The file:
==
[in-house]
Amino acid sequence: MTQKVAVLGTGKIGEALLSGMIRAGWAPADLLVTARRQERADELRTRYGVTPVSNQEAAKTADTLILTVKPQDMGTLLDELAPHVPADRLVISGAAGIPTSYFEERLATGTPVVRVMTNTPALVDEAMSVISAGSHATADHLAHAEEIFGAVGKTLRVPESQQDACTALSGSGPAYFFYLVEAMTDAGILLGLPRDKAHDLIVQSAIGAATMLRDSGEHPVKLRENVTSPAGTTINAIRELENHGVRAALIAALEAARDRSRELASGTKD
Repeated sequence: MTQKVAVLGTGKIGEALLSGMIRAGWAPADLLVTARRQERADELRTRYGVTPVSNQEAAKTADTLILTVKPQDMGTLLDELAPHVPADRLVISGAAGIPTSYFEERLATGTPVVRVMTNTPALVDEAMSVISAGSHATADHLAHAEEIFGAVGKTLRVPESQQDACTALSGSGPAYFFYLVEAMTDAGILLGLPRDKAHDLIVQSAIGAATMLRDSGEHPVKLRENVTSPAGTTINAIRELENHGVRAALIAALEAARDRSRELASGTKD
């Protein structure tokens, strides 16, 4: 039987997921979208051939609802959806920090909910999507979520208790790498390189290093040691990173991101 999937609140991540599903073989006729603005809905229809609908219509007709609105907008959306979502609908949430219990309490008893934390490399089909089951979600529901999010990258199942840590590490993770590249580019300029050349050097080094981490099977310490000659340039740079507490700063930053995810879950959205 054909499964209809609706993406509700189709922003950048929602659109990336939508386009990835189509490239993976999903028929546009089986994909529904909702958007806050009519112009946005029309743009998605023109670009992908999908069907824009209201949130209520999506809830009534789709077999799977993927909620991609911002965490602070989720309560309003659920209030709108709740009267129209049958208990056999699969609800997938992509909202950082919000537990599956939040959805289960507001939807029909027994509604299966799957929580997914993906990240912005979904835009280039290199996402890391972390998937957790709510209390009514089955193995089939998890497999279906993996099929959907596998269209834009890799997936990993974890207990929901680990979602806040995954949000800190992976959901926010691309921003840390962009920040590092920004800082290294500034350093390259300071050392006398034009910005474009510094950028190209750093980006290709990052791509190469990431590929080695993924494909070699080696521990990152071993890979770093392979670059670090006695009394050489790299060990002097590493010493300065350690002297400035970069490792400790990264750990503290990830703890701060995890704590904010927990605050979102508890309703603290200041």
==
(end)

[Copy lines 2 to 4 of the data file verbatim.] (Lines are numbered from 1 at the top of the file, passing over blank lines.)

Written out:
Amino acid sequence: MTQKVAVLGTGKIGEALLSGMIRAGWAPADLLVTARRQERADELRTRYGVTPVSNQEAAKTADTLILTVKPQDMGTLLDELAPHVPADRLVISGAAGIPTSYFEERLATGTPVVRVMTNTPALVDEAMSVISAGSHATADHLAHAEEIFGAVGKTLRVPESQQDACTALSGSGPAYFFYLVEAMTDAGILLGLPRDKAHDLIVQSAIGAATMLRDSGEHPVKLRENVTSPAGTTINAIRELENHGVRAALIAALEAARDRSRELASGTKD
Repeated sequence: MTQKVAVLGTGKIGEALLSGMIRAGWAPADLLVTARRQERADELRTRYGVTPVSNQEAAKTADTLILTVKPQDMGTLLDELAPHVPADRLVISGAAGIPTSYFEERLATGTPVVRVMTNTPALVDEAMSVISAGSHATADHLAHAEEIFGAVGKTLRVPESQQDACTALSGSGPAYFFYLVEAMTDAGILLGLPRDKAHDLIVQSAIGAATMLRDSGEHPVKLRENVTSPAGTTINAIRELENHGVRAALIAALEAARDRSRELASGTKD
């Protein structure tokens, strides 16, 4: 039987997921979208051939609802959806920090909910999507979520208790790498390189290093040691990173991101 999937609140991540599903073989006729603005809905229809609908219509007709609105907008959306979502609908949430219990309490008893934390490399089909089951979600529901999010990258199942840590590490993770590249580019300029050349050097080094981490099977310490000659340039740079507490700063930053995810879950959205 054909499964209809609706993406509700189709922003950048929602659109990336939508386009990835189509490239993976999903028929546009089986994909529904909702958007806050009519112009946005029309743009998605023109670009992908999908069907824009209201949130209520999506809830009534789709077999799977993927909620991609911002965490602070989720309560309003659920209030709108709740009267129209049958208990056999699969609800997938992509909202950082919000537990599956939040959805289960507001939807029909027994509604299966799957929580997914993906990240912005979904835009280039290199996402890391972390998937957790709510209390009514089955193995089939998890497999279906993996099929959907596998269209834009890799997936990993974890207990929901680990979602806040995954949000800190992976959901926010691309921003840390962009920040590092920004800082290294500034350093390259300071050392006398034009910005474009510094950028190209750093980006290709990052791509190469990431590929080695993924494909070699080696521990990152071993890979770093392979670059670090006695009394050489790299060990002097590493010493300065350690002297400035970069490792400790990264750990503290990830703890701060995890704590904010927990605050979102508890309703603290200041």